Yours truly does the majority of the grocery shopping at our house. This was easier when it was we two. With two lads added to the mixing bowl, things got more intense. I try to make them eat what we eat, but they have palates, minds and 'tudes of their own. Curry does not curry favor with my two sons. Spinach must be ground with chicken and cheese and hidden in the grilled folds of a quesadilla in order not to raise hackles. And so on.
The Aisles Project came to me one Saturday as I made my way up and down the aisles of Reasor's, my local food choice. (No one shop can do it for me, though. Reasor's, while carrying the load, cannot deliver on cheese, salad greens, spices and certain pork products. My shopping days tend to be hours, stretched across days. Yours might be, too, if you added it. Maybe not.) It occurred to me - somewhere near the many mustards - that so much shelf space was taken up by things I not only didn't cook with but also never knew existed.
Behind each label is somebody's proprietary effort. Barbecue sauces and pickled meats. Salad dressings and packaged rice dinners. Soda pops and cereals, and so forth. Much of it is junk, mired in salt or slurried in corn syrup. But not all of it. The point is, I've lost touch, let alone track. I know what I'm after, generally, and routinely pick my spots among the shelves of competition, often leaving entire aisles alone, certainly entire pockets of cans, bags and Pure Paks.
The Aisles Project is my effort to take stock and inventory of the food that fights for space among the shelves of my local grocer. I begin with a jar of Swiss jam.
Tuesday, September 8, 2009
One of his ideas, in pursuit of said passion, is to open up a teashop in a remote (not really) corner of Europe that loves its tea but doesn't seem to show it in a retail fashion. (No, it isn't Byzantium. I mean, Constantinople. I mean, Istanbul.) I hope he gets his wish. Not anytime soon, 'cause that'd mean the Sun-Times did, in fact, fold and thus set its people out into the world of the un-Sunned.
But ... maybe that's not such a terrible idea. Let's steep on it.
Saturday, August 29, 2009
So far, we've restricted it mostly to potato things — Crispy Crowns and such. But tonight I noticed they dunked their chicken into it, so I think we're probably off and running.
Realizing this, I decided to find a recipe of my own, and I did rather quickly in Chris Schlesinger and John Willoughby's License to Grill. I've been grilling out of this baby for years. In fact, I think I've made this ketchup before, you know, as a kind of curiosity. But, now, I'm doing it with feeling.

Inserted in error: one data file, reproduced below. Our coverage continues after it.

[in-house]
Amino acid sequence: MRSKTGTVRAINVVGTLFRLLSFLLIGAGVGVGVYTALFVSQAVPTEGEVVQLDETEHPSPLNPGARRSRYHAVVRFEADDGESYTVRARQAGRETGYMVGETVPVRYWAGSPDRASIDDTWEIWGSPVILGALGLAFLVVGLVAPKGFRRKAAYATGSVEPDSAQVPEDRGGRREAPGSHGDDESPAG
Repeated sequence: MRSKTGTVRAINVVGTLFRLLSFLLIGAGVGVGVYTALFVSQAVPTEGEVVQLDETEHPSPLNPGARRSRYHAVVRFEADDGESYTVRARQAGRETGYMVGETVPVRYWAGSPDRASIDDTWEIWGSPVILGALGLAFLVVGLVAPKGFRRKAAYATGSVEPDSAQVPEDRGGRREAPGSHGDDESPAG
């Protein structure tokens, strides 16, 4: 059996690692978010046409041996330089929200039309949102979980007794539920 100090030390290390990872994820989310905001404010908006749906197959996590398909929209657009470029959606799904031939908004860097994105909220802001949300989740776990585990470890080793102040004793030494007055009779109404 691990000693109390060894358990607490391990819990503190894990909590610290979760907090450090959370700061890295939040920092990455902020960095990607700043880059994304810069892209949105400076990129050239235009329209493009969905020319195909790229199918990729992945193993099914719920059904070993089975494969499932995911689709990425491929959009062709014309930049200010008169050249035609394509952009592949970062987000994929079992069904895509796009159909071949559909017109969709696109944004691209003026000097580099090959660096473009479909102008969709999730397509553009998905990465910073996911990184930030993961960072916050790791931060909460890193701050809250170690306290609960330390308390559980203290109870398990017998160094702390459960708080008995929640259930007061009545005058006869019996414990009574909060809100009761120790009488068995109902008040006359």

Here are the ingredients and what they mean to me:
2 tablespoons vegetable oil — I use olive whenever and wherever I can, settling my young stallions off on the road to Mediterranean goodness. For this recipe, omit your best extra-virgins.
1 yellow onion, peeled and diced small — Onions are a trick, in anything, but ketchup is the one place they won't know what hit ’em.
2 tablespoons minced garlic — Ditto.
2 medium tomatoes, cored and diced medium — Fresh in summer, canned in winter. A good time to try all the new San Marzano brands hitting the market shelves.
1 cup tomato puree — Umami for flavor, vitamin C for health.
1 cup white vinegar — After tasting, I was sure this would create revolt. But no. They ate it up, with relish. I might sub next time with cider vinegar. And, for the adult version, a decent balsamic. Maybe half that, half white.
1/2 cup water — To thin.
1/3 cup raisins — Our lads have been eating dried grapes since first breath. If they start balking, I'm going to drop the raisin card on them. "Raisins? In here?" "Dang straight, smallman!"
1/2 cup molasses — If I introduce it now, however subtly, maybe it'll stick. Molasses is a tough-to-come-by flavor for a kid. And we all have a bit of kid in us.
1/4 cup lightly packed brown sugar — How sweet it is, but not as much as storebought. Use Sucanat here, if you have it.
14 to 16 dashes Worcestershire sauce — 15. Aim for the middle. What's a dash, more or less, anyway? I can't even explain the quantified measurements to them.
Pinch of ground cloves or mace — Mace always sounds to me like a weapon. I keep it around about like I do handguns. Cloves, in a pinch.
Salt and freshly cracked black pepper to taste – Their taste for pepper is slight. Salt, I went easy, about a tablespoon. It could tweak up a bit, methinks.
You saute the onions in the oil until transparent, then toss in the garlic and push around until fragrant. Then you pour in the rest and bring to a boil. Simmer for one hour and blend. I'll let you know how it freezes. (Any canners out there?) It tastes gorgeous, and barely kid-friendly.
Friday, August 28, 2009
Apple butter has, of course, no butter. It's buttery, though, from the smoothness achieved from a slow reduction of the pulp and juices, the way a caramel is smooth (though not that smooth).
Apple butter will last on a shelf longer than applesauce. The former also packs more flavor than the latter. Apple butter is kind of like apple roux.
Apple butter tastes good, on toast, with butter.
Sunday, August 9, 2009